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  Heteroaggregation processes in colloidal particle and cell systems

Rollié, S. (2010). Heteroaggregation processes in colloidal particle and cell systems. PhD Thesis, Shaker, Aachen.

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Item Permalink: http://hdl.handle.net/11858/00-001M-0000-0013-8FC1-A Version Permalink: http://hdl.handle.net/11858/00-001M-0000-0029-323D-8
Genre: Thesis

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 Creators:
Rollié, Sascha1, Author              
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1Process Systems Engineering, Max Planck Institute for Dynamics of Complex Technical Systems, Max Planck Society, ou_1738151              

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 Abstract: Motivated by the selective adsorption of functionalised drug carrier particles to certain cell types for medical applications this thesis investigates fundamental heteroaggregation phenomena under special consideration of the dynamic behaviour in physical and biological model systems. The adsorption of antibodies as possible functional moieties to receptors on cell surfaces represents an essential first step in a series of further transport limitations for the cellular uptake of functionalised drug carrier particles. To establish suitable scientific methods for the analysis of selective and competitive heteroaggregation processes, the specific interaction and heteroaggregation of multiple colloid constituents was studied in physical particle systems first. Experimental methods primarily include flow cytometry and diverse microscopic techniques, while simulations are based on population balance equations with kernel models rooting in classical colloid science. Both approaches were transferred to biological systems to achieve a more rigorous description of drug delivery dynamics and efficiency. This could prove valuable for future optimisation efforts. Flow cytometry was established as a very powerful and convenient tool to characterise cluster composition and its dynamics in heteroaggregation processes. It enables an independent and very detailed resolution of multidimensional distributions by a reliably automated single particle analysis. Investigations in binary and ternary particle mixtures focus on electrostatic de- and restabilisation phenomena, that can be tailored by the choice of suitable particle species and their mixing ratio. Experimental results were reconstructed by multivariate population balance simulations in which the internal coordinates represent the particle number of the respective species inside an aggregate. The physically discrete property state space was adaptively reduced by a semi-heuristic approach, so that only property coordinates featuring high aggregate concentrations were considered in the model. The applied aggregation kernels are based on deterministic models from colloid science, in particular DLVO theory, and connect interactions on the single-particle level with the macroscopic behaviour of multiple particle populations. The methods established for particle systems were successfully transferred to a systematic, model-based investigation of preferential aggregation processes in a ternary system of antibodies and two human tumour cell lines (KARPAS-299 and U-937). Despite the assumed instantaneous aggregation following receptor-ligand collisions, the low receptor expression on cellular surfaces causes a rate limited aggregation process (RLCA). Population balance simulations with kernels that consider the strong surface heterogeneities of the aggregating species (patchy particles) confirm the experimental results. The targeted administration of pharmaceutical compounds by functionalised carrier particles to specific cells under minimisation of adverse effects represents a potential area of application of these results.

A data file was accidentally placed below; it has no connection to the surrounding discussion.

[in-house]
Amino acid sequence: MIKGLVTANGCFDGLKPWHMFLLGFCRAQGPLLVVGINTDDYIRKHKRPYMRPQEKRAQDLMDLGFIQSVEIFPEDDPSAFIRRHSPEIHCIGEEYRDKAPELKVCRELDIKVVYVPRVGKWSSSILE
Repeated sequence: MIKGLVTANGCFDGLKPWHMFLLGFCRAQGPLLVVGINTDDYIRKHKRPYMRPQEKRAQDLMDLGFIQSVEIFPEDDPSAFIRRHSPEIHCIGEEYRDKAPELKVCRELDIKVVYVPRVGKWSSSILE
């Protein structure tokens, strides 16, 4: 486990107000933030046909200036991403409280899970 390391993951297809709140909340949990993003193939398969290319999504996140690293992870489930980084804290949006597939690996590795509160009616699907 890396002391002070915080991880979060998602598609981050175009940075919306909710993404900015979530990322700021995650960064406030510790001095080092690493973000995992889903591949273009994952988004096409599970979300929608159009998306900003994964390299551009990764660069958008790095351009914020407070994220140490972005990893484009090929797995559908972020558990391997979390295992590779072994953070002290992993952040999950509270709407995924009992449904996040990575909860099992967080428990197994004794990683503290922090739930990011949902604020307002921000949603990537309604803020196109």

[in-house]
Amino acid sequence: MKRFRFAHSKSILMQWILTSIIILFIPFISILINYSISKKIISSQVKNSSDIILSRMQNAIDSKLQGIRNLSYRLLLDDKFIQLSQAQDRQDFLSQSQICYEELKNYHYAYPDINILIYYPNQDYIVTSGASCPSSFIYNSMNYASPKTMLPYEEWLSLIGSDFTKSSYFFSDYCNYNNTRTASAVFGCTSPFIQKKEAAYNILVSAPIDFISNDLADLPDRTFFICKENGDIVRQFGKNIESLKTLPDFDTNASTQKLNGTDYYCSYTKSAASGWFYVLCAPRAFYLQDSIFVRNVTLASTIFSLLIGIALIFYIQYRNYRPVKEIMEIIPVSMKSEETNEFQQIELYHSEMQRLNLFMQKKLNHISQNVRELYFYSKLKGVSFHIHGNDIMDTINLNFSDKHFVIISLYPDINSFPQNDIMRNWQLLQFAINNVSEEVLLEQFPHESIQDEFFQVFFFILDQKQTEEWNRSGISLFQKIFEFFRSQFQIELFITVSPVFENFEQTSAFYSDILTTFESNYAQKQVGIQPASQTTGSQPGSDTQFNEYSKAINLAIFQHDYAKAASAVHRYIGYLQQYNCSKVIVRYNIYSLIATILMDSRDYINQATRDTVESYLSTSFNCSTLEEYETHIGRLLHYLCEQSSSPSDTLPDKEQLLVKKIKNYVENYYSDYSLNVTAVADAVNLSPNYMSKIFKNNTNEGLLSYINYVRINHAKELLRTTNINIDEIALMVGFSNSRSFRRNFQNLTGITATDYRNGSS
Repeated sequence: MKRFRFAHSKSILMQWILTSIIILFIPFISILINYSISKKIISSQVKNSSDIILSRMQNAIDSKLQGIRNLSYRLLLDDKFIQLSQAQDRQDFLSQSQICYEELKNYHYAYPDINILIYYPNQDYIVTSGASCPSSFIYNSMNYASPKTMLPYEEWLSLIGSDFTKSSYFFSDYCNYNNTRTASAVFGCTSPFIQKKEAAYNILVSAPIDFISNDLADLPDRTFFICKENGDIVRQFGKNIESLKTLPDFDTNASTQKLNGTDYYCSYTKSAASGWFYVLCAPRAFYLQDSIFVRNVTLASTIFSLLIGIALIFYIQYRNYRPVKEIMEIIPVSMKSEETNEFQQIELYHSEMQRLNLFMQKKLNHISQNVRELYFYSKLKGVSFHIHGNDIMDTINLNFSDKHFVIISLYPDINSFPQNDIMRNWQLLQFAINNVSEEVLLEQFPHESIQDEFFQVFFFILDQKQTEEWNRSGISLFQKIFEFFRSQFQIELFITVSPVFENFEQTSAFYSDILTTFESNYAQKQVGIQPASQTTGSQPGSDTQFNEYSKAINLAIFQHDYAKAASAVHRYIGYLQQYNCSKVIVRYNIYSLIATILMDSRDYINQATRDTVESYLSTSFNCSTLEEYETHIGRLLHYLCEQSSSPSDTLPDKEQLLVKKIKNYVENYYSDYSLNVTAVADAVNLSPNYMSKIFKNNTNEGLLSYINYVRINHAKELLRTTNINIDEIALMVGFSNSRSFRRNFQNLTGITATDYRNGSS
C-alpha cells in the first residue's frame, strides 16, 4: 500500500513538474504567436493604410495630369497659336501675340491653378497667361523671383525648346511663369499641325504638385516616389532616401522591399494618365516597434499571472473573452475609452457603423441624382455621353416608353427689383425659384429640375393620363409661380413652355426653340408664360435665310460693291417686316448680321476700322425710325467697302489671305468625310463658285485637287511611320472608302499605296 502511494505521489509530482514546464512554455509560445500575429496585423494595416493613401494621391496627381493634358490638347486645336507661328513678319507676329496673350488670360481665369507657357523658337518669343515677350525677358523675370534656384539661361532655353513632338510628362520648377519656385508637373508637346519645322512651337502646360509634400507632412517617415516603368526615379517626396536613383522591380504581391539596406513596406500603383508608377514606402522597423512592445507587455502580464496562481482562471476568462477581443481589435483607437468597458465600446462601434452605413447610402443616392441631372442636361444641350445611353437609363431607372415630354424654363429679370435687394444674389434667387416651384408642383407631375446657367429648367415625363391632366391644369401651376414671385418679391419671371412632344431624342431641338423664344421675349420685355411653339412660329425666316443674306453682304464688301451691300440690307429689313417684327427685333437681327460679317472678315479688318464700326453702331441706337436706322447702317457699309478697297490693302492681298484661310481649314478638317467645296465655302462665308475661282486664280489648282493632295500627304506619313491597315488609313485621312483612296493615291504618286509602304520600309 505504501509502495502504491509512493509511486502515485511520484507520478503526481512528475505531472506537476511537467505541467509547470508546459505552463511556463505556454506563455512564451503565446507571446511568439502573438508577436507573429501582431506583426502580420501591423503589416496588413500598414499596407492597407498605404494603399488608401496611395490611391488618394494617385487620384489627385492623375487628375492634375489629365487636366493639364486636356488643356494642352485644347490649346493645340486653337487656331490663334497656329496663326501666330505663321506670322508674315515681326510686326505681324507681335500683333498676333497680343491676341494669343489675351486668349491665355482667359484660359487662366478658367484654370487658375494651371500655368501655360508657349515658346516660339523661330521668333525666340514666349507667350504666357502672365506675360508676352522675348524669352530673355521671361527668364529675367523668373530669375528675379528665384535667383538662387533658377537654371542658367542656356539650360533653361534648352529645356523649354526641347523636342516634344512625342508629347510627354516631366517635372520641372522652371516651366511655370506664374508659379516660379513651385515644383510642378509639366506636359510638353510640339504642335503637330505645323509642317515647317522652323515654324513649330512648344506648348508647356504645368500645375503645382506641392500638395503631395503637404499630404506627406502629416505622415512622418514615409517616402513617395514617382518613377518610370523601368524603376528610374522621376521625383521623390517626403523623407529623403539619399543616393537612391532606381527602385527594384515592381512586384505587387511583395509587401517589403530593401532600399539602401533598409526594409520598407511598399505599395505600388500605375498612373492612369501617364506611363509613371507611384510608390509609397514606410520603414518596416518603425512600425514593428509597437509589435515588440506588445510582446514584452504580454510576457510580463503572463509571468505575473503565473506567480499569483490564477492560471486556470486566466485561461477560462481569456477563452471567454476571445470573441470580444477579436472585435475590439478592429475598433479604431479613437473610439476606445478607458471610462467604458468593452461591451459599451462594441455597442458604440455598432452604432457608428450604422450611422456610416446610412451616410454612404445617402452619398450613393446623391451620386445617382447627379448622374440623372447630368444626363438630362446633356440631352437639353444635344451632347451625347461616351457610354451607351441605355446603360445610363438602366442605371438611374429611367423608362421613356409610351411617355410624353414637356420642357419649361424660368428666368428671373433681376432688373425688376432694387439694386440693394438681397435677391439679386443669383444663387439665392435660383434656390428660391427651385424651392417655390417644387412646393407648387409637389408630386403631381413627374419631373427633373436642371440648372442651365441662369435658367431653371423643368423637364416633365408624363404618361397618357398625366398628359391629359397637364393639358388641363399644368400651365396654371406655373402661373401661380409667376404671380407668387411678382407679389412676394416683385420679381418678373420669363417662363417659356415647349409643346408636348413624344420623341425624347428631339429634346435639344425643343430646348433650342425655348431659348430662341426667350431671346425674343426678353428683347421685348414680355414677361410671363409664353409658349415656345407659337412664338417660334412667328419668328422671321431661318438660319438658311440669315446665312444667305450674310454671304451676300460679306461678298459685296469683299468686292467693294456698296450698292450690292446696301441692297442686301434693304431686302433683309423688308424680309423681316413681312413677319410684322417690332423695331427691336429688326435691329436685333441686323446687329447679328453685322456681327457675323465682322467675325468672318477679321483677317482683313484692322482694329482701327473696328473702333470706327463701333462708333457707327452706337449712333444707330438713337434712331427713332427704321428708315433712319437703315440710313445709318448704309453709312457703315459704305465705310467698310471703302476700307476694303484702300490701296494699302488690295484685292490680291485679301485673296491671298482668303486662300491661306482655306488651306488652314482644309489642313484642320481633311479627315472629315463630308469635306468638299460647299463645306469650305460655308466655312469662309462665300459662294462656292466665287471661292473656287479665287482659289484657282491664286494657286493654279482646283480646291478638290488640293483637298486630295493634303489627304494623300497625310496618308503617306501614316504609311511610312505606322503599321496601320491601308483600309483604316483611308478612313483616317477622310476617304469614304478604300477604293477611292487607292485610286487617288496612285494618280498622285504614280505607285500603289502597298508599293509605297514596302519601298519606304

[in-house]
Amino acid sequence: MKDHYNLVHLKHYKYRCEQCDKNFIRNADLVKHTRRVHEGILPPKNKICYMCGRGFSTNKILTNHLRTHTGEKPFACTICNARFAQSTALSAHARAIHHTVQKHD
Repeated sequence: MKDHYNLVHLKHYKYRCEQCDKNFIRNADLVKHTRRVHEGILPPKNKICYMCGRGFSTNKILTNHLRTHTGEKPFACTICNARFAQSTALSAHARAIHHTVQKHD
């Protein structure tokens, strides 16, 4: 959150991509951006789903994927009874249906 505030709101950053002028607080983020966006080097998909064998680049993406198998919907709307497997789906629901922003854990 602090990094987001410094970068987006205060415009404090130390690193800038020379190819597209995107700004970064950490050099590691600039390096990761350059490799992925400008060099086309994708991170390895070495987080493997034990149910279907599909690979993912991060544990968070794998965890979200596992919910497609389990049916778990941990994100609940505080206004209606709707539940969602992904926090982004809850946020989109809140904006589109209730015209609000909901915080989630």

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Language(s): eng - English
 Dates: 2010-04-27
 Publication Status: Accepted / In Press
 Pages: 163
 Publishing info: Aachen : Shaker
 Table of Contents: -
 Rev. Method: -
 Degree: PhD

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